Background Tranexamic acid (TXA) decreases hemorrhage-related mortality in trauma patients and is increasingly being used during obstetric and orthopedic surgeries. Inadvertent intrathecal injection of TXA is a rare, potentially lethal event leading to dose-dependent cardiotoxicity and neurotoxicity. TXA enhances neuronal excitation by antagonizing inhibitory γ-aminobutyric acid type A and glycine receptors. Until now, mechanistic-based pharmacological treatments targeting multiple central nervous system receptors have been advocated for use in such cases, with no data on intrathecal TXA elimination techniques.
Case presentation A patient scheduled for hip surgery accidentally received 350 mg of intrathecal TXA instead of levobupivacaine. The clinical picture progressed from spinal segmental myoclonus to generalized convulsions and malignant arrhythmias. The treatment consisted of ventriculolumbar perfusion with normal saline at a rate of 50 mL/hour starting 5 hours after TXA administration and inhalational sedation with sevoflurane, in addition to drugs acting on multiple receptors at different central nervous system levels. Over 2 months the neurological status improved, although it was not complete.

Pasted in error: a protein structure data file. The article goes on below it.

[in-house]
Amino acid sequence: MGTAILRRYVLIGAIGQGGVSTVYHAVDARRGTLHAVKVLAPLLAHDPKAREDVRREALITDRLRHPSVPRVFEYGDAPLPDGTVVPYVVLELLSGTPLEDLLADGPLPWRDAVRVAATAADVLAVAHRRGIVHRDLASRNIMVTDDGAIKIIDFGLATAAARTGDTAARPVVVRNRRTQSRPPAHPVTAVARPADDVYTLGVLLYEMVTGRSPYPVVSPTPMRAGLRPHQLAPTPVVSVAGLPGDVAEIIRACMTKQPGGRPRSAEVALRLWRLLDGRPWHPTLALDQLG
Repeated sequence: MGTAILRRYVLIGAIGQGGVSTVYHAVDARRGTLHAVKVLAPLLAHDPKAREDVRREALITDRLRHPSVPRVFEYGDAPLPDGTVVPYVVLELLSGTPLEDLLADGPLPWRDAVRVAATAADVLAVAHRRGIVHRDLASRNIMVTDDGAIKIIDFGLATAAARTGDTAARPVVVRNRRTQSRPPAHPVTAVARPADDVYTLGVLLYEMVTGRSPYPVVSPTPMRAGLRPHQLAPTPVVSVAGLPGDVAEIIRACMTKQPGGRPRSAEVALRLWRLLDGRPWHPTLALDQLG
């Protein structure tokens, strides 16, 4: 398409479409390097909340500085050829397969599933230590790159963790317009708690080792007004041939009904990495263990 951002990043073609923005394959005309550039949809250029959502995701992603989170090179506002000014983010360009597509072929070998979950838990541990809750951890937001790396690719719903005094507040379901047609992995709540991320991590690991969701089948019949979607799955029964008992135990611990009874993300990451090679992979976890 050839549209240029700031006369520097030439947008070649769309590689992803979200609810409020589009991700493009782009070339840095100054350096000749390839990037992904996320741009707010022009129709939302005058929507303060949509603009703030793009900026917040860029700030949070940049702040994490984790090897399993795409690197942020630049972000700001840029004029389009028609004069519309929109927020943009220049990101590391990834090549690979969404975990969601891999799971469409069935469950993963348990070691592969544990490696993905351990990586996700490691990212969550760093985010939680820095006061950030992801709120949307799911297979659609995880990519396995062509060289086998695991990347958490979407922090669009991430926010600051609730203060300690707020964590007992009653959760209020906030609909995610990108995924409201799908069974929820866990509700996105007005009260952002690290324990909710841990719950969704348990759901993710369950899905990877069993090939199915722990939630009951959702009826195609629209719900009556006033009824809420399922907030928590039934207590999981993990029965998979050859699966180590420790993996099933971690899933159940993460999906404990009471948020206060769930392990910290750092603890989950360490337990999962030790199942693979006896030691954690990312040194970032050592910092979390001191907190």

Conclusions For the first time, the feasibility and possible clinical efficacy of combined treatment with ventriculolumbar perfusion and inhalational sedation with sevoflurane were demonstrated. A referral to a neurosurgical facility is recommended in patients with acute TXA-induced neurotoxicity and cardiotoxicity.
- drug-related side effects and adverse reactions
- ambulatory care
- diagnostic techniques and procedures
- neurotoxicity syndromes
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Contributors SG, MJG, TM, and PG designed the work and collected the data. SG and PG drafted the work. All authors revisited and approved the work.
Funding The authors have not declared a specific grant for this research from any funding agency in the public, commercial or not-for-profit sectors.
Competing interests None declared.
Provenance and peer review Not commissioned; externally peer reviewed.
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